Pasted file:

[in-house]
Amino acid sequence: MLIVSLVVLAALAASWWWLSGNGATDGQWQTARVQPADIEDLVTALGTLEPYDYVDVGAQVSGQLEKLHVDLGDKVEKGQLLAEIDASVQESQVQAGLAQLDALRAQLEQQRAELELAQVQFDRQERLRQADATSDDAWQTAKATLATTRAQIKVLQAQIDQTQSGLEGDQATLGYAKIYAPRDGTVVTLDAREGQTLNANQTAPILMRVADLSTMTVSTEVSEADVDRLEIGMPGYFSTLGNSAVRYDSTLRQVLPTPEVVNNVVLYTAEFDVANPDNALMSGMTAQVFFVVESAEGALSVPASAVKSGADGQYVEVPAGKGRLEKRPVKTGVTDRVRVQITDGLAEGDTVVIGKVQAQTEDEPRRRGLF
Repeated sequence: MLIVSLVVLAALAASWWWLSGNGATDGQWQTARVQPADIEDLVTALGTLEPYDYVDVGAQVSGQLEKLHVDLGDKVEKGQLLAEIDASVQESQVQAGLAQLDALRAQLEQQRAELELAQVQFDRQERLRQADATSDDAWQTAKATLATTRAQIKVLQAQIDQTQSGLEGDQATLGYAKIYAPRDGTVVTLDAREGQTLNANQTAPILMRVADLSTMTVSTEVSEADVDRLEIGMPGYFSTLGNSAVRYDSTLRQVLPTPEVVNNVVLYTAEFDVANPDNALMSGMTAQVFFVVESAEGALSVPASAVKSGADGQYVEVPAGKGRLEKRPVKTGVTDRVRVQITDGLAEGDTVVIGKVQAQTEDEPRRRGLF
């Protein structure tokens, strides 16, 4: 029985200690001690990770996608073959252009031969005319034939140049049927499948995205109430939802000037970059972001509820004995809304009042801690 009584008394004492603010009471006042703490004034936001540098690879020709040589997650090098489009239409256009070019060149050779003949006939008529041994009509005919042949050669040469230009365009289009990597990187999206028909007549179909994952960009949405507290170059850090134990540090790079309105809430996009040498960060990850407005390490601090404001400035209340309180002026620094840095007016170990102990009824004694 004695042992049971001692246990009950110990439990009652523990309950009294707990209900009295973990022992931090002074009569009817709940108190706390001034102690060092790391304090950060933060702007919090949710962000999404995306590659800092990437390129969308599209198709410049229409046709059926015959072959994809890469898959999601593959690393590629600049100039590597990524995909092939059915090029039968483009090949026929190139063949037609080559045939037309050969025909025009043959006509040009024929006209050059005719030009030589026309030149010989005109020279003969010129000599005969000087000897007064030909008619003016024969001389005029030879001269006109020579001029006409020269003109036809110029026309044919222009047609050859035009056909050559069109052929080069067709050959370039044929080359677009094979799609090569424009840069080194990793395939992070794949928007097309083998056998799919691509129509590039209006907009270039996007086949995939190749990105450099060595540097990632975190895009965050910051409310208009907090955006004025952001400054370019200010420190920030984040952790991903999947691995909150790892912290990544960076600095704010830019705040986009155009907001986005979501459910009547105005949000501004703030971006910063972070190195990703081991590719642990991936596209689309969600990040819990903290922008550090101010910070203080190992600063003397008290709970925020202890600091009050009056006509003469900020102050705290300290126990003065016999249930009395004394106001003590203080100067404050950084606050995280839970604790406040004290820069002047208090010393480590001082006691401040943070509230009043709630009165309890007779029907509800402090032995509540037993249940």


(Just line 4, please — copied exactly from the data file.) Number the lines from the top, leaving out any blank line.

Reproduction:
């Protein structure tokens, strides 16, 4: 029985200690001690990770996608073959252009031969005319034939140049049927499948995205109430939802000037970059972001509820004995809304009042801690 009584008394004492603010009471006042703490004034936001540098690879020709040589997650090098489009239409256009070019060149050779003949006939008529041994009509005919042949050669040469230009365009289009990597990187999206028909007549179909994952960009949405507290170059850090134990540090790079309105809430996009040498960060990850407005390490601090404001400035209340309180002026620094840095007016170990102990009824004694 004695042992049971001692246990009950110990439990009652523990309950009294707990209900009295973990022992931090002074009569009817709940108190706390001034102690060092790391304090950060933060702007919090949710962000999404995306590659800092990437390129969308599209198709410049229409046709059926015959072959994809890469898959999601593959690393590629600049100039590597990524995909092939059915090029039968483009090949026929190139063949037609080559045939037309050969025909025009043959006509040009024929006209050059005719030009030589026309030149010989005109020279003969010129000599005969000087000897007064030909008619003016024969001389005029030879001269006109020579001029006409020269003109036809110029026309044919222009047609050859035009056909050559069109052929080069067709050959370039044929080359677009094979799609090569424009840069080194990793395939992070794949928007097309083998056998799919691509129509590039209006907009270039996007086949995939190749990105450099060595540097990632975190895009965050910051409310208009907090955006004025952001400054370019200010420190920030984040952790991903999947691995909150790892912290990544960076600095704010830019705040986009155009907001986005979501459910009547105005949000501004703030971006910063972070190195990703081991590719642990991936596209689309969600990040819990903290922008550090101010910070203080190992600063003397008290709970925020202890600091009050009056006509003469900020102050705290300290126990003065016999249930009395004394106001003590203080100067404050950084606050995280839970604790406040004290820069002047208090010393480590001082006691401040943070509230009043709630009165309890007779029907509800402090032995509540037993249940």